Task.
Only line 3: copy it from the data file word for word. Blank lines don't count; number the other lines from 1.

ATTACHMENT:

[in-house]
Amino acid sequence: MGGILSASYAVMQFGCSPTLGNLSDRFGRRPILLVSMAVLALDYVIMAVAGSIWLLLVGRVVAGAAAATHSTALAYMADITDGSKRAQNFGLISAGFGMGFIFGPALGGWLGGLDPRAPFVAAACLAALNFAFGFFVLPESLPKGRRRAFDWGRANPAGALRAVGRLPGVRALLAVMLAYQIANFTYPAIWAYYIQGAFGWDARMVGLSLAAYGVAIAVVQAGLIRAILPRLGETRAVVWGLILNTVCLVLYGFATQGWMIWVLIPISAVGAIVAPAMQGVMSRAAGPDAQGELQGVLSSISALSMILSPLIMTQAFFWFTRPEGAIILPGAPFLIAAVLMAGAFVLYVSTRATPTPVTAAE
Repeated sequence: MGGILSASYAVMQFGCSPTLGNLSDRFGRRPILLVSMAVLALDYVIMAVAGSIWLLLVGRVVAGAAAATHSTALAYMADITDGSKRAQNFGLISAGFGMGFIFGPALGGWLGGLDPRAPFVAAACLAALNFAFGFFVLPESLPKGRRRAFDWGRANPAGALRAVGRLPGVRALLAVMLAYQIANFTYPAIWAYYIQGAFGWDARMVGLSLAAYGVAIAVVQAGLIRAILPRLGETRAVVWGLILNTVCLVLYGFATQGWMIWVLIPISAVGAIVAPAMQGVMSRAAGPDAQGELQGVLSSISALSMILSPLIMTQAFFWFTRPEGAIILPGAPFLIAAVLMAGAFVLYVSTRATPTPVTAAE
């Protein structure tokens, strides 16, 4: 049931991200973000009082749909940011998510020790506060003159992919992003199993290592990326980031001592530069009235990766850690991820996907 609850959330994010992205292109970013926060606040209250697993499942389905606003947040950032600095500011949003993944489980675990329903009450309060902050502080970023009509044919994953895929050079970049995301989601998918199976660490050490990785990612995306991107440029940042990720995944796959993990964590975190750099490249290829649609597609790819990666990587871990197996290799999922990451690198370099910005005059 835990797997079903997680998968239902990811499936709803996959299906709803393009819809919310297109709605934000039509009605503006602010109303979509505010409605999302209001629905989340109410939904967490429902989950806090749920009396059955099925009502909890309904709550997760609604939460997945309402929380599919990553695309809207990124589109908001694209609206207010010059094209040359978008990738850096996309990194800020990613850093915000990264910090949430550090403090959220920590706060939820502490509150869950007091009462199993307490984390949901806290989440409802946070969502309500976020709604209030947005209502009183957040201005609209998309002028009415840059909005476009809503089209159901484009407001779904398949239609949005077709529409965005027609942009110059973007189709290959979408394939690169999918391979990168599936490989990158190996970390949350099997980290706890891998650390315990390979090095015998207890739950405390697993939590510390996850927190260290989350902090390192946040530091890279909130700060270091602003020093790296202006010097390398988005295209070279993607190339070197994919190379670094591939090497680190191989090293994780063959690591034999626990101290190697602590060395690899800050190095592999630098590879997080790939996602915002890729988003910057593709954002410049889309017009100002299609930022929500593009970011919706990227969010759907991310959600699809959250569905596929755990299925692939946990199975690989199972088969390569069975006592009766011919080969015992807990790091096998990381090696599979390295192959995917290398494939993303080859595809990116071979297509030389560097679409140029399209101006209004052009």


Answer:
Repeated sequence: MGGILSASYAVMQFGCSPTLGNLSDRFGRRPILLVSMAVLALDYVIMAVAGSIWLLLVGRVVAGAAAATHSTALAYMADITDGSKRAQNFGLISAGFGMGFIFGPALGGWLGGLDPRAPFVAAACLAALNFAFGFFVLPESLPKGRRRAFDWGRANPAGALRAVGRLPGVRALLAVMLAYQIANFTYPAIWAYYIQGAFGWDARMVGLSLAAYGVAIAVVQAGLIRAILPRLGETRAVVWGLILNTVCLVLYGFATQGWMIWVLIPISAVGAIVAPAMQGVMSRAAGPDAQGELQGVLSSISALSMILSPLIMTQAFFWFTRPEGAIILPGAPFLIAAVLMAGAFVLYVSTRATPTPVTAAE